For the past several years, demand has been growing for data protection that transcends the tape backup systems of days gone by. Such systems do exist, and they're both robust and mature enough to handle enterprise-class data protection needs. These solutions are also scaleable enough that no matter how little or how much data you need to protect, you can find a product to suit your needs. This article will delve into the types of disaster recovery (DR) tools available today and see how they differ.
Defining DR systems
First, let’s nail down some definitions. DR is defined primarily as the protection of data in a secure facility (generally off-site from production machines) with the intent of saving the data in case of the loss of a data center or major data systems. DR does not include failover capability, which is the domain of high availability (HA) systems. We'll discuss HA systems in detail in an upcoming column. Many DR systems also include HA functionality; so if you are considering using both types of systems, keep that fact in mind.
Both HA and DR are part of the overall science of business continuity planning (BCP), which is the implementation of HA and DR for data systems, along with human resources and facilities management policies, to ensure that both your data and your employees are safe.
Many DR products are on the market today, so I won't look at specific packages. Instead, I'll go over the characteristics that most available products share. Generally speaking, DR systems are split into two main types, defined by the methodology used to replicate data from one location to another: synchronous and asynchronous data transfer systems.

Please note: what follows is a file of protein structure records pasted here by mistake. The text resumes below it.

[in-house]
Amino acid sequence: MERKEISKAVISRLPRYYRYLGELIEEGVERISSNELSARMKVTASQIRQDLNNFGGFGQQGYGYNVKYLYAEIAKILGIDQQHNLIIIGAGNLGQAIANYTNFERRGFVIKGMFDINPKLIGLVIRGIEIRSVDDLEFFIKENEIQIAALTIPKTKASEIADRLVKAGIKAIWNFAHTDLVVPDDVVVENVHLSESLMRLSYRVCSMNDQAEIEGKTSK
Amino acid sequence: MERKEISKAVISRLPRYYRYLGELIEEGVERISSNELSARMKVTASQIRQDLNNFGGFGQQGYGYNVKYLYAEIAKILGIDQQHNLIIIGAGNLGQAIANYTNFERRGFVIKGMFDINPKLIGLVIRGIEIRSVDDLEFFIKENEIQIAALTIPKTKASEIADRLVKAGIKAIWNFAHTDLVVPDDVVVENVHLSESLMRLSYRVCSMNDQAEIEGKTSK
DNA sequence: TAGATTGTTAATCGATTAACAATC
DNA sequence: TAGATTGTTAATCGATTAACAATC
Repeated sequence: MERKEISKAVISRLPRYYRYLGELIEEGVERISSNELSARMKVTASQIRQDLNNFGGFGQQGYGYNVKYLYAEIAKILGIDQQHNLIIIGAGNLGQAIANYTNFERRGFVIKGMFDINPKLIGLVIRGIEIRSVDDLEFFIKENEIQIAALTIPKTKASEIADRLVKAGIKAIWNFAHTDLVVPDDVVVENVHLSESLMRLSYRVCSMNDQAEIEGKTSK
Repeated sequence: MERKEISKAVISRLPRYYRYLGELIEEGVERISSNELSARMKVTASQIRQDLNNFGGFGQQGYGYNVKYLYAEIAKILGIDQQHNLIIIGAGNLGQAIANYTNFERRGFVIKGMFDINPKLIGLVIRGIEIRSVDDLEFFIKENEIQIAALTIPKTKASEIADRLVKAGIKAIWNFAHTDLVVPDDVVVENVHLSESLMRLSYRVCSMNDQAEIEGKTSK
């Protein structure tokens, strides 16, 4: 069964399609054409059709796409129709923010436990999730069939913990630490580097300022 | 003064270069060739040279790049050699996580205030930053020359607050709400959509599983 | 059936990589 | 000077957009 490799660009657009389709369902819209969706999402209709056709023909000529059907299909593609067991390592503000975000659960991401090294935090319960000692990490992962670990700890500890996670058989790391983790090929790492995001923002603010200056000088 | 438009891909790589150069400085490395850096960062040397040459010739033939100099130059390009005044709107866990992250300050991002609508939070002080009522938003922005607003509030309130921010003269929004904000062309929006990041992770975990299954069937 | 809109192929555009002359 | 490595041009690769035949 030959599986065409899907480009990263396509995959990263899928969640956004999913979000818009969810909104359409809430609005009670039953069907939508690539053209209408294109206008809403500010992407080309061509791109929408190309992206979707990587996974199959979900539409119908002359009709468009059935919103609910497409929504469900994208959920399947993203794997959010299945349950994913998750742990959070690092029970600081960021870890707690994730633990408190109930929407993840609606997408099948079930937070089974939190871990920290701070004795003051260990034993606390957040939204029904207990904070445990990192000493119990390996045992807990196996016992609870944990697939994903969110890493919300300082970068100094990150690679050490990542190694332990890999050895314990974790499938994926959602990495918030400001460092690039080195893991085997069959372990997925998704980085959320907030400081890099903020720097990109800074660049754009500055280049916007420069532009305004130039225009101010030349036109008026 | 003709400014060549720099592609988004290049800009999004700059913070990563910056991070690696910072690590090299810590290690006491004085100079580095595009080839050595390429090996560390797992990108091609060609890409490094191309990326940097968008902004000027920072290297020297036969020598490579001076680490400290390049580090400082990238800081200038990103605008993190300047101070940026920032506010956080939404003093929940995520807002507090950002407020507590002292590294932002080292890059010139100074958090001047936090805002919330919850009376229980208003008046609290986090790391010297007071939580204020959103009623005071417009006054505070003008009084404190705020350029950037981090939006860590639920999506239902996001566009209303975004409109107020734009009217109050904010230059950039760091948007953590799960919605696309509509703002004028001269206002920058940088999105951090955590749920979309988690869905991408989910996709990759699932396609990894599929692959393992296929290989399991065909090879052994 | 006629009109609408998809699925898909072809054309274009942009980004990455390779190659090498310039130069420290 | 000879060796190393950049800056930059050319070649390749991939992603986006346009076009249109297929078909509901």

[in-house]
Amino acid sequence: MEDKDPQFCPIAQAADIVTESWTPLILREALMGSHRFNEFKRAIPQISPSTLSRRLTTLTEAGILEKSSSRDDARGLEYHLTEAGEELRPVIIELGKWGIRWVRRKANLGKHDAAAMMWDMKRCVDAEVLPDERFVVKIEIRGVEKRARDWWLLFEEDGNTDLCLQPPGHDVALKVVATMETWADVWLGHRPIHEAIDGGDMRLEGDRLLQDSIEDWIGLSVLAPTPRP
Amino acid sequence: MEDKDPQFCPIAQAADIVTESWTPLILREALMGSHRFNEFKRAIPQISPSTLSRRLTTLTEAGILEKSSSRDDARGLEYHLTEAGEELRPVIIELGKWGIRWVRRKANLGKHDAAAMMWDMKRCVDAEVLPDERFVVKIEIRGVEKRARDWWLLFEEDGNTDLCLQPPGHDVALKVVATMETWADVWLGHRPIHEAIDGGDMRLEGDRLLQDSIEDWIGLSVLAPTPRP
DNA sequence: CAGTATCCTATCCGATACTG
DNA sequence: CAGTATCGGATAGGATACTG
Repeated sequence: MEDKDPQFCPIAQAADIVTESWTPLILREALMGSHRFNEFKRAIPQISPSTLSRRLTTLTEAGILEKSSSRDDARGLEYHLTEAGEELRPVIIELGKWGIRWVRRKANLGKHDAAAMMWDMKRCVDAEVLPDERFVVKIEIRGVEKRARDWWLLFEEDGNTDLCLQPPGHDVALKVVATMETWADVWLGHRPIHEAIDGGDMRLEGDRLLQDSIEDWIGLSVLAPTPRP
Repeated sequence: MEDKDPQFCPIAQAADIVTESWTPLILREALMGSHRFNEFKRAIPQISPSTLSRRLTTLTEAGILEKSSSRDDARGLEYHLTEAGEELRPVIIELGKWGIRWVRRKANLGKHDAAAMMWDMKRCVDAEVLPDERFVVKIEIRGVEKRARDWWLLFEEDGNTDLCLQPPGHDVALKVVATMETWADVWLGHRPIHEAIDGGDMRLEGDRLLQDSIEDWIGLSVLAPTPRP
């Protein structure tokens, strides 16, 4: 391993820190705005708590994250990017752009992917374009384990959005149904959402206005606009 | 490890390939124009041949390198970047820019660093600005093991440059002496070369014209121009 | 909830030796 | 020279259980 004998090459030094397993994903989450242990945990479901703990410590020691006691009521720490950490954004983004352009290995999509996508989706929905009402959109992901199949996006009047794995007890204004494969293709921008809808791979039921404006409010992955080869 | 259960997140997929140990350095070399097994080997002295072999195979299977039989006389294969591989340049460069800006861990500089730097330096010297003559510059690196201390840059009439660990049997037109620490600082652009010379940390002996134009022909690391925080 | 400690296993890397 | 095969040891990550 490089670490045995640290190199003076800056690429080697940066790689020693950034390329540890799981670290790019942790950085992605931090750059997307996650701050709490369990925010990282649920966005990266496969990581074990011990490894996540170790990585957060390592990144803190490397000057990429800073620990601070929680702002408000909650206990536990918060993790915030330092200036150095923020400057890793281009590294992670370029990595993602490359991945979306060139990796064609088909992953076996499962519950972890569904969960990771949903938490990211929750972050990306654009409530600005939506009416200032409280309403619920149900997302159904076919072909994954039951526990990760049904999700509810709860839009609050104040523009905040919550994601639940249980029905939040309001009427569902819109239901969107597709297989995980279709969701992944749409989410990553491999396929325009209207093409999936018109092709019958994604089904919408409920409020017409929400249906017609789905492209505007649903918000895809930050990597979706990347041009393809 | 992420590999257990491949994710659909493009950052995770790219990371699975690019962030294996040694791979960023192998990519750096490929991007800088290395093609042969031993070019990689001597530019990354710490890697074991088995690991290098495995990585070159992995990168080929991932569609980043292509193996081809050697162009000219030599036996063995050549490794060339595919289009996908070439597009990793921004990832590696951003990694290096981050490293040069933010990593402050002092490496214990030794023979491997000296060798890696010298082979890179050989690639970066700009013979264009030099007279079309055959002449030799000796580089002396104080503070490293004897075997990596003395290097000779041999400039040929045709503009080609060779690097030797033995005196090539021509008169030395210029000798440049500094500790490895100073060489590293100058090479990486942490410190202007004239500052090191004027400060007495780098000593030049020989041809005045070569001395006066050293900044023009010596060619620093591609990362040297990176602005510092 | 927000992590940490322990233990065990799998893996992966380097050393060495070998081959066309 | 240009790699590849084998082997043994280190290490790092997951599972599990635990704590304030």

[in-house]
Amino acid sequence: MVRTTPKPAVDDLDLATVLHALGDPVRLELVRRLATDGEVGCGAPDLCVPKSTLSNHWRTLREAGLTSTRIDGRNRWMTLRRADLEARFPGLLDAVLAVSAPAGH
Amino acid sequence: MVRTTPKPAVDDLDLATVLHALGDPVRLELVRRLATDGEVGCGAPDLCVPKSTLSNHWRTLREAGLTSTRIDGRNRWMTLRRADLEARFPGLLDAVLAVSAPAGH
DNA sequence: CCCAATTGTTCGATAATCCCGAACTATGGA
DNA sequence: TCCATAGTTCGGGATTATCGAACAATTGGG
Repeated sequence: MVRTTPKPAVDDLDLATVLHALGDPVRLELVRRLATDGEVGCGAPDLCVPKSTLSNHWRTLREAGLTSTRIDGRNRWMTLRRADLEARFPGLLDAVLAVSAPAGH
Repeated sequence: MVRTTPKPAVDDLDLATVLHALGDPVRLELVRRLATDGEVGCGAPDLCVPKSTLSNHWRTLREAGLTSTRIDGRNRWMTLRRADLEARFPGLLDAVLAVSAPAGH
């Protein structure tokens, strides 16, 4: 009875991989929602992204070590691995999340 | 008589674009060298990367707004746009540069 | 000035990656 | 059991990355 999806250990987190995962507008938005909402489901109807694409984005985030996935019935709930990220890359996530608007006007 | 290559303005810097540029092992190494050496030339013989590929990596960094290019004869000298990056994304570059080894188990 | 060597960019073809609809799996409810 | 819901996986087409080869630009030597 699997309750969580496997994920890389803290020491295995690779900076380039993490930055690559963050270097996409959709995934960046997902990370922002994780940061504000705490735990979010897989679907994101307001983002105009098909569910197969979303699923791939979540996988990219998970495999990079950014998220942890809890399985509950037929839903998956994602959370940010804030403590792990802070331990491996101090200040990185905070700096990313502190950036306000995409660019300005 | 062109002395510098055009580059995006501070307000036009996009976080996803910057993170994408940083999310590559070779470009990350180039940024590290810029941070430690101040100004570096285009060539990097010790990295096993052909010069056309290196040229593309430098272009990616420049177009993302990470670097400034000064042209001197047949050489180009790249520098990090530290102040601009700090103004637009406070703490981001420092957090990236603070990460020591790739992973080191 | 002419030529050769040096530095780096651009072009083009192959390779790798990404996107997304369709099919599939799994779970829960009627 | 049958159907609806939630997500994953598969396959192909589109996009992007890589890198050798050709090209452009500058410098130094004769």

Both DR systems let you create up-to-the-second backup copies of your valuable production data in another physical location. This allows the data to survive intact if the data center is lost for some reason, just as in a flood or fire. Unlike tape backup systems, the data is current and in a useable format, as it is already on a disk system and not stored on a tape, which must be restored to disk. A data center in Houston can be secured with a data center in Dallas, for example, allowing systems and people to be moved to another location and then resume operations with a minimum of recovery issues.
How synchronous systems work
Synchronous systems (also called “two-stage commit systems") are designed to make sure that no I/O transaction can be committed to the disk of the primary system unless and until it has also been committed to the disk systems of the backup system. Most of these systems are hardware based and involve the use of attached storage, like NAS or SAN systems. However, software-based synchronous systems are also available today. Figure A shows a typical software-based synchronous DR system.
When an I/O request is initiated by any application on the primary system, that request is sent to the backup disk systems first (red line) and committed there. The system then waits for the confirmation of that commit to return from the backup disk systems (green line). Only then is the I/O committed to the primary disk systems (blue line). This ensures that nothing can be committed to the primary system unless it already exists on the backup.
While synchronous methodologies provide exceptional data protection and ensure that both disk systems are identical at all times, they have several drawbacks. These systems are generally much more expensive than even the best asynchronous systems, often costing millions of dollars to implement properly. In addition, because of the nature of the two-phase commit technology, I/O response time is much slower than normal for any given application, and severe distance limitations are put into play.